Queen Califia’s Magical Circle uses a greater diversity of mosaic materials than seen in any of Niki de Saint Phalle’s other large-scale projects. For the first time she used polished and tumbled stones such as agates, quartzes and turquoise. The results are magical and ever changing.

Queen Califia’s Magical Circle is nestled in a natural landscape within Escondido’s Kit Carson Park.

Niki’s original inspiration for the garden came while she was reading Assembling California by geologist John McPhee. There he discusses the legend of Queen Califia, a beautiful and powerful black Amazon queen who ruled over the island of California, a paradise of gold and riches.

The information sign includes an article concerning the opening of Queen Califia’s Magical Circle in 2003. “The garden promises to become an instantaneous cultural landmark for the San Diego region–a place where visitors can roam at will, play, touch, dream…”

…a shimmering, virtuoso display of mosaic art…

A short biography of Niki de Saint Phalle. She was born in France in 1930 and raised in New York. She first came to international prominence in 1961 as part of the influential “New Realists,” a group that also included Christo, Yves Klein and Jean Tinguely (whom she married in 1971). In 1994 she moved to La Jolla, where she lived until her death in 2002.

Queen Califia’s Magical Circle was completed one year after her death.

Other works of Niki de Saint Phalle can be enjoyed around San Diego. (You can find photos of them by searching this blog.)

Life raises new life.

I live in downtown San Diego and love to walk around with my camera! You can follow Cool San Diego Sights via Facebook or Twitter!

You can easily explore Cool San Diego Sights by using the search box on my blog’s sidebar. Or click a tag! There are thousands upon thousands of photos for you to enjoy!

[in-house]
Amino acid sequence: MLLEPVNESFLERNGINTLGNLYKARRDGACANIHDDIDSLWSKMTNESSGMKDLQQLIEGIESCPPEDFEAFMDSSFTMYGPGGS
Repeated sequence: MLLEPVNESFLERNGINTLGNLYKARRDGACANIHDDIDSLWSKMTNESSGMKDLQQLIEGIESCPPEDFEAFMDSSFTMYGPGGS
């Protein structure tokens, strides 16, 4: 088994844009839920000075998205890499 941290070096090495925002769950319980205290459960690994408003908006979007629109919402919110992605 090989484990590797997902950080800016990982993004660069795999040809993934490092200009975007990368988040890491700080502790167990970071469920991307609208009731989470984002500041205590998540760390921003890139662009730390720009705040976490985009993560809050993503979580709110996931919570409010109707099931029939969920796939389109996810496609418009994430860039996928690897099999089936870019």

The gigantic bronze leaves of Kit Carson Park.

Five enormous eucalyptus leaves seem to have fallen beside a walking path in Escondido’s lush, beautiful Kit Carson Park. You can find them near the adult softball fields, just above Tree Lake.

The huge leaves are cast in bronze. One is gently curved to form a bench. Two stand on their stems to form a graceful arch. One edgewise on the grass seems to be blowing in the wind. The end of one seems to have become pressed into the walking path by passing feet.

These five timeless leaves were created by artist Christine Oatman in 1991. Together they are titled Eucalyptus Leaf Court.

Late this morning I sat on the leaf bench and time stopped. I was very small. As if in a dream, the trees around me were gigantic.

I live in downtown San Diego and love to walk around with my camera! You can follow Cool San Diego Sights via Facebook or Twitter!

You can easily explore Cool San Diego Sights by using the search box on my blog’s sidebar. Or click a tag! There are thousands upon thousands of photos for you to enjoy!

How the most wonderful dreams are made real.

Your most wonderful dreams can turn into reality . . . with effort, optimism and dogged persistence. And patience. And unwavering vision.

Over the years I’ve recorded many instances of extraordinary–even improbable–dreams coming true. I’ve learned about or have met people who raise their eyes toward a distant, shimmering dream, then reach up to grab it.

All of these individuals are motivated by an undying passion.

Here are a few instances that I happen to remember. I’ve blogged about athletes who achieve the pinnacle of success; artists, inventors and visionaries who create astonishing new wonders; students who step confidently into the future…

Click the following links:

Celebration of Champions at Elite Athlete Training Center!

“There is no shortcut to true success.”

More photos of amazing, experimental holographic art!

An amazing cube, like real Space: full of stars!